Warne applauds Pietersen talent
Shane Warne admits he had no answer on his final Ashes appearance in this country to the special talent of Kevin Pietersen - a cricketer he urges England to treasure as long as they have him.
Warne was a proud man on his 36th birthday as he reflected on the 40 wickets he took in this summer’s battle for the Ashes - including 12 in the final npower Test at The Brit Oval - but he insists England deserve their 2-1 victory over Australia.
The master leg-spinner singled out his Hampshire team-mate Pietersen from an England team he acknowledges may yet go on to oust him and his countrymen as the best in the world.
After Pietersen’s frenetic innings of 158 had finally finished Australian hopes on the final day of the series at The Oval, Warne said: “He is a guy who has something special about him - the x-factor - and I think he is a very dangerous opponent.”
There have been days and will be more, Warne predicts, when a Pietersen failure infuriates his fans.
“England supporters will probably have to put up with the odd rash shot and poor dismissal from him, and they may be thinking ‘why does he do that? Why doesn’t he just play normally?,” said Warne.
“But if he has a little bit of luck early - he is a pretty ordinary starter, he knows that - he can be very destructive against all types of bowling.
“I think you should just enjoy the fact you have a pretty special player.”
Warne sees proof positive of Pietersen’s importance to England in his maiden Test hundred when each of the other home batsmen fell short of the big innings required to save the match and therefore ensure their country regained the Ashes after 18 years of failure.
“Leading into this one here, he was under a fair bit of pressure,” said the Australian veteran, who dropped his friend and rival at slip when he had only 15 runs on the board - one of three chances Pietersen gave but survived.
“He got out a few times in the series trying to play those big shots. But we gave him three extra chances here - and you cannot afford to do that with someone as good as Kevin Pietersen.”
Warne has long acknowledged he will not play another Test match in England. But he still hopes he might be around to face the likes of Pietersen, England captain Michael Vaughan and Andrew Flintoff when the Ashes are again in dispute in Australia next year.
Having become the only cricketer in Test history to top 600 career wickets during the course of this summer, Warne reflected with pride on his own achievement - after a period of unrest in his personal life - but with a touch of regret that even his best was not good enough to beat England this time.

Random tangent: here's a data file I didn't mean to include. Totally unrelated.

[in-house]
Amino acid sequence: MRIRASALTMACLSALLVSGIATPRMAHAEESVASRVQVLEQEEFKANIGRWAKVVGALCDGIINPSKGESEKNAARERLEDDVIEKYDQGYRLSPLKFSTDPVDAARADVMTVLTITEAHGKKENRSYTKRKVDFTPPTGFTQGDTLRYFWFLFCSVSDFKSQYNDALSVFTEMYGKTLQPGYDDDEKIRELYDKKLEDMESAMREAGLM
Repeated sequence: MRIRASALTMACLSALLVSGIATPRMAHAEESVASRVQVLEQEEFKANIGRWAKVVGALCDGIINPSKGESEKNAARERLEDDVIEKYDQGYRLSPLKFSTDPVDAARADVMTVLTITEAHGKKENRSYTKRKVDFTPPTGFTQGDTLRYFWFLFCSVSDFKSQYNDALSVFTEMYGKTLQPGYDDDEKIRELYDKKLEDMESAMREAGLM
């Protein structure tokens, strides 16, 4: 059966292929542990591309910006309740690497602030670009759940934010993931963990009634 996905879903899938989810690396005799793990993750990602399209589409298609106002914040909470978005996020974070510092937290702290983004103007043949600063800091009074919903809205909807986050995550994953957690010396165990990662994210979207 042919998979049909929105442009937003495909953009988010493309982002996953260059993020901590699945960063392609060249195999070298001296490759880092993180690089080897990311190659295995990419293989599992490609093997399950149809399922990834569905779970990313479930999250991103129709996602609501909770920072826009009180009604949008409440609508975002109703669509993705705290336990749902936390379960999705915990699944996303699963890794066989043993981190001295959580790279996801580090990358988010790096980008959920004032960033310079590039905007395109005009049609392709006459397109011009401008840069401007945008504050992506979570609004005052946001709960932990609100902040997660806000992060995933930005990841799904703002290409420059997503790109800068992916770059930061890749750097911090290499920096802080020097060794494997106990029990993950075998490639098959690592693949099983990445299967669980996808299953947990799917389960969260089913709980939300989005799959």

“You get knocked down and you just have to keep getting back up and do what you can in each situation,” he said.
“I am very proud of the way I have played. To come through what I have - and no one else can understand what that has been like - I am very pleased that I have bowled as well as I have. I don’t think I could have bowled any better.
“I could not have given any more than I have in this series. Unfortunately it was not good enough - but great credit should go to England.
“If they continue to play like they have in this series they will beat pretty much everyone they come up against.”
Warne’s presence this summer has delighted sell-out crowds who have exchanged their thoughts with him on many occasions - not least yesterday when it was pointed out to him that he had “dropped the Ashes” by failing to hold that regulation slip catch to dismiss Pietersen cheaply.
He has no complaints, though, about the behaviour of English supporters.
“The crowd should always get behind their side and give the opposition some stick,” he said.
“Deep down I have been able to enjoy the part played by the crowd. They are entitled to have their time in the sun. They said to me they wished I was English.”
Warne has always been a favourite target for Test crowds in England - and he added: “I would like to think I have entertained them over the years.
“They have given me a lot of enjoyment. I have wonderful memories of this country ever since I first came here.”
He is still considering the possibility too that he may be able to give the English a few more reasons to remember him by continuing his international career long enough to take part in the 2006/07 Ashes.
“I am not going to rush into those decisions. I will just keep playing and try to keep enjoying myself,” he said.
“In 18 months’ time if I am still around I would love to try to regain the Ashes in Australia.”